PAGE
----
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What is this, a joke?

WWJLA - What Would Jesus Laugh At

What is this, a joke?

The latest book from Gut Check Press.

 James Schaap has a new book called Up the Hill. It’s set in a graveyard and the narrator’s dead, yet the pages are packed with beauty and humour. A snippet: “His mother died in her rocking chair on a Saturday afternoon in 1947 while smiling and seemingly contented, having just concluded her housecleaning, something she always did with religious devotion. Her house in order, she’d sat down, prepared as she was at that very moment of every week for death or the Sabbath, whichever came first.”

The Globe and Mail is currently running a 10-week investigative series on what makes Canadians laugh. So far “The Front Lines of Funny” hasn’t been much of a knee-slapper, but jokes can disappear when you try to define them. (Warning: that happens here in about two minutes.) Canadians are famous for our sense of humour – on stage, on air, in comics, in literature. We have funny musicians, satirical news shows and big-league comedic actors.

Every once in a while I get a cartoon submission from a graphic artist who’s a Christian, and while I wish I could support their livelihood, I rarely even crack a smile at their work. It doesn’t take long to think of Canadians who make me laugh, but I can’t come up with too many Christian comedians or Christian writers who use comedy well. Am I missing something? I decided to do some research.

Turns out there are over 20 types of humour. Christians have, of course, the same diversity of preference you’d find in any group. Do you like gallows humour, irony or self-deprecating jokes? Does slapstick (such as America’s Funniest Home Videos) make you laugh? Do you watch stand-up? Farce (Royal Canadian or otherwise)? Highbrow? We’re not restricted by our religion from enjoying a variety of humour.

When it comes to the comedy Christians produce, on the other hand, examples evaporate. Adding the adjective “Christian” to “humour” narrowed my online search pretty fast. Every entry was now paired with the word clean, as though that’s another category, reserved for us.  

WWJLA?

A lot of Christian humour seems to be anecdotal or situational. If you remember The Bananer (1970 send-up of The Banner), then you’ve seen good satire. In 2007, Faith Alive put out the tongue-in-cheek Reformed Handbook, with chapters such as “What to bring to a church potluck (by region).” I like these attempts to take ourselves less seriously, to have a little fun at our own expense. (Self-deprecating humour.)

In 2008, Collin Hansen published Young, Restless and Reformed: A Journalist’s Journey with the New Calvinists, a serious work. Now we have parody in a new book by Ted Kluck and Zach Bartels called Younger, Restlesser, Reformeder. It contains such gems as this Reformed pick-up line: “Baby, is your name Grace? Cause you sure seem irresistible to me.”
It also pokes fun of this question – Who gets to be called Reformed?

“Before we get to specifics, there is the not-small question of who gets to be called reformed. This is a tough one. If you don’t sprinkle babies, are you really reformed? And without the ‘Reformed,’ you’re just the Young & Restless, which sounds exceedingly worldly. Hmmm.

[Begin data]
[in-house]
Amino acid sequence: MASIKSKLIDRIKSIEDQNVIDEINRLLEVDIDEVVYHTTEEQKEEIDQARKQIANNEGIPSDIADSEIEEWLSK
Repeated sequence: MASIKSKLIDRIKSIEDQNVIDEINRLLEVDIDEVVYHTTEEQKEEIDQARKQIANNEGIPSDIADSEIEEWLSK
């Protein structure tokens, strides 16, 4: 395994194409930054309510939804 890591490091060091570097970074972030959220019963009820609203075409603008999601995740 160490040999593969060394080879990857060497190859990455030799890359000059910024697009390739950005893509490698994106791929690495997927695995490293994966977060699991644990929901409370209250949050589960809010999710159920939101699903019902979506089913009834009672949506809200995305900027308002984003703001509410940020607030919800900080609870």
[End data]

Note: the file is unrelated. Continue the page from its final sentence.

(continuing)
“An easy out is to continually make the distinction between reformed and Reformed, but do you really want to walk around, saying, ‘I’m lowercase-r reformed?’ Neither do we.

“At the end of the day, we needed a concrete formula. We needed certainty. We’re not postmodern, after all. So just grab a pencil and paper, and work through this simple equation:

“CW + Ch(Rf) + RCL + CCC + @ – 10(TV) – 20(RW) – ($TBN/10) – (xWB) – 10Em = RQ.”

(see page 14 for how to use the formula to find your RQ, or Reformed Quotient).

Home-grown humour

These days, I find the under-10 crowd makes me laugh the most. When my husband arrives home, the day’s best one-liners get top billing. 

Like when our two-year-old straightened his arm, stared at it with horror and cried, “My elbow is gone!” (Juvenile humour. Next up: situational.)

Last Christmas our girls were playing with a nativity set when I overheard this: “Okay, I’ll be Joseph. You’re Mary. Let’s pray for supper. ‘Dear Jesus –’ Wait a minute. Are we praying to our own baby?!”

Nehemiah calls the joy of God our strength (8:10). Laughter is a gift from God, a moment when burdens become a little lighter. The world is full of pain and sadness, but there’s also wit, silliness, merriment and real joy. Let’s claim more of that territory.

I’ve probably only scratched the surface of what could be a series as long as the Globe’s – a 10-week investigation called “Between Heaven and Mirth: Exploring What Makes Christians Laugh.”

But it would no doubt be pretty dull.

Unless, that is, we could get James Schaap to write it.
 

About the Author
What is this, a joke?

Angela Reitsma Bick, Editor-in-chief

Angela Reitsma Bick began writing for Christian Courier in 2002 as a freelancer. After finishing an MA in English Lit from Queen’s University, she taught English at Redeemer University College as an Adjunct professor and served as Director of its Writing Centre for three years. She became Editor of Christian Courier in 2009, having learned English grammar in Moscow, research skills in grad school and everything else on the fly. Her vision is for Christian Courier to give body to a Reformed perspective by exploring what it means to follow Jesus today in our homes, churches and schools; in our neighbourhoods and across this country. She hopes that the shared stories of God at work in the world inspire each reader to participate in the ongoing task of renewing his creation. Angela lives in Newcastle, Ontario with her husband, Allan, and three young children